A Matter of Principle as Pierson Quits US Secret Service Job
Julia Pierson resigned as Secret Service director on Wednesday after just a year and a half on the job, following a series of major security lapses that eroded President Obama’s confidence in her ability to run the agency tasked with protecting him.
This is happening Nigerian top security apparatchik having showed gross incompetence in handling the terror war have stayed put on their jobs. The Pierson example ought to serve as a humbling template for the heads of the various security agencies in Nigeria.
Pierson’s abrupt departure — one day after Obama expressed full confidence in her — came as lawmakers from both parties were calling for her ouster after her halting performance during a House hearing Tuesday.
A decisive factor in the president’s change of heart, aides said, was that he learned only from news accounts Tuesday that a private security guard with a gun and a criminal history had not been screened before being allowed to board an elevator with him last month in Atlanta.
Earlier Tuesday, Pierson, 55, had offered a shifting and incomplete account about how an armed intruder had evaded several layers of White House security two weeks ago and made it through the front door before being tackled by an off-duty agent.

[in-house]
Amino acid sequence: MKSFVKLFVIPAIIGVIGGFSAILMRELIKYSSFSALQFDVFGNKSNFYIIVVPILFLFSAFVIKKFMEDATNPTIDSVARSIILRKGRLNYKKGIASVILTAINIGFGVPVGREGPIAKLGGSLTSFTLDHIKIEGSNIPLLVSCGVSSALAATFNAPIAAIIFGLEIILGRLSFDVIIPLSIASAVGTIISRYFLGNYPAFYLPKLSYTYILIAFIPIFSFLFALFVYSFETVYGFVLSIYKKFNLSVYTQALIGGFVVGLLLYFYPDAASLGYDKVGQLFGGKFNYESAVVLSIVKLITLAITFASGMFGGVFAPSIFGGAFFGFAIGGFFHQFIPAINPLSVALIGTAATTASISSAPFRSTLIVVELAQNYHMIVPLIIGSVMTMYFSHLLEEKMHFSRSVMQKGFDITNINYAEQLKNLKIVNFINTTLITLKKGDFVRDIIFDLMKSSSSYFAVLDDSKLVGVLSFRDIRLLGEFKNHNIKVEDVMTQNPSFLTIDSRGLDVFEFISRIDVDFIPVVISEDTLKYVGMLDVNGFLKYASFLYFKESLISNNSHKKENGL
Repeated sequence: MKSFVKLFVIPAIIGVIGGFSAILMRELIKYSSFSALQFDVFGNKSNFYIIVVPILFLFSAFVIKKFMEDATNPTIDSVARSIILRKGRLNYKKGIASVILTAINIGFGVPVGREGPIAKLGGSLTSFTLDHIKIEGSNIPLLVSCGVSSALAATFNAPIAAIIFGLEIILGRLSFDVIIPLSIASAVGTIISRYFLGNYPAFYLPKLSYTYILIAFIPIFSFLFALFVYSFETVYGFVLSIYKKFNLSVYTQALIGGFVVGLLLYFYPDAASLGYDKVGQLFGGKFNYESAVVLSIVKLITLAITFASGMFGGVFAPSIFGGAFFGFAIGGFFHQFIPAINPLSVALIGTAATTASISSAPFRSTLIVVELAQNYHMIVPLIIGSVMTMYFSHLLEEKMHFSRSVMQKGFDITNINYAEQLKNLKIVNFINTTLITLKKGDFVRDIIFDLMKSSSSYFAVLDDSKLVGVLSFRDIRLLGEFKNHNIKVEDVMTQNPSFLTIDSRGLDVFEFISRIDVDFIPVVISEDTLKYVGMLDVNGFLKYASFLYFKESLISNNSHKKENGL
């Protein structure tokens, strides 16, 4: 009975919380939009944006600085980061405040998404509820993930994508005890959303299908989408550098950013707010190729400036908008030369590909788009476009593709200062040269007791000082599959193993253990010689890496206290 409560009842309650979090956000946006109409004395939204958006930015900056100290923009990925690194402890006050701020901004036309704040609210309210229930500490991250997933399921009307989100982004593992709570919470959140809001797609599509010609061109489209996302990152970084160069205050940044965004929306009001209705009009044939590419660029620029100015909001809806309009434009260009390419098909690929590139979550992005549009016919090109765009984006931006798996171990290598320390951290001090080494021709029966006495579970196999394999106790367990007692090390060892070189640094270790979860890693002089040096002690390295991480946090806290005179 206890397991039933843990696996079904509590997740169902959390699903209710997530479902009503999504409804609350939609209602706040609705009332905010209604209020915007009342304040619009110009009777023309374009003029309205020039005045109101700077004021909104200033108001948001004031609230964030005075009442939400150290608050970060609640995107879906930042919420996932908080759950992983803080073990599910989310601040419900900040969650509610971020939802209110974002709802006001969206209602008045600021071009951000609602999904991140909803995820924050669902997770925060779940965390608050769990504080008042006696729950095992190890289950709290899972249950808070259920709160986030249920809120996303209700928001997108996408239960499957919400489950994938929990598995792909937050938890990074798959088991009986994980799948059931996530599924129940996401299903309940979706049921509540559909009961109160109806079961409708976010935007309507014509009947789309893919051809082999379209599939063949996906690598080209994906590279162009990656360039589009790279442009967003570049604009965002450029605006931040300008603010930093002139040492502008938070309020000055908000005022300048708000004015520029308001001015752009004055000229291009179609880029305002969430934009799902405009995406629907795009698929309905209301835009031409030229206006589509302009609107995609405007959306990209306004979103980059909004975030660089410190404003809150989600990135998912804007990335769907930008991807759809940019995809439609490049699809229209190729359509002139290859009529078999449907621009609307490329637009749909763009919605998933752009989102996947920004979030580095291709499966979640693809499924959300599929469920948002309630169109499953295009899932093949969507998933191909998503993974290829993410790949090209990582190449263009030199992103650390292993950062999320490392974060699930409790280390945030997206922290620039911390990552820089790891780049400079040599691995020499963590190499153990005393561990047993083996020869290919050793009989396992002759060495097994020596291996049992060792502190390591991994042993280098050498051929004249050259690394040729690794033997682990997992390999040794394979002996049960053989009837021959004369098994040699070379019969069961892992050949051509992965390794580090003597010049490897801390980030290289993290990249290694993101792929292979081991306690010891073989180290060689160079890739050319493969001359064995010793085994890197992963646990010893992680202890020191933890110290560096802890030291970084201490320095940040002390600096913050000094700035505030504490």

Obama “concluded new leadership of the agency was needed based on recent and accumulating accounts” of performance problems within the agency, White House press secretary Josh Earnest said Wednesday.
Secretary of Homeland Security Jeh Johnson announced the resignation of Secret Service Director Julia Pierson on Wednesday. This comes after Pierson faced heavy criticism from Congress for security lapses at the White House. (Reuters)
Pierson had been installed by Obama in March 2013 as the first female director in the agency’s 148-year history. Her appointment was aimed in part at helping the agency overcome a reputation as a boys club following a prostitution scandal the previous year.
But her tenure was rocky and included an embarrassing scandal in March when three agents were sent home from a presidential trip to Europe after one was found passed out drunk in the hallway of Obama’s hotel.
“It had to happen,” Rep. Jason Chaffetz (R-Utah), one of Pierson’s fiercest critics, said of her departure. “She lost the confidence of the men and women in the Secret Service. The situation was getting worse, not better. She wasn’t candid with Congress, nor was she sharing vital details with the president.”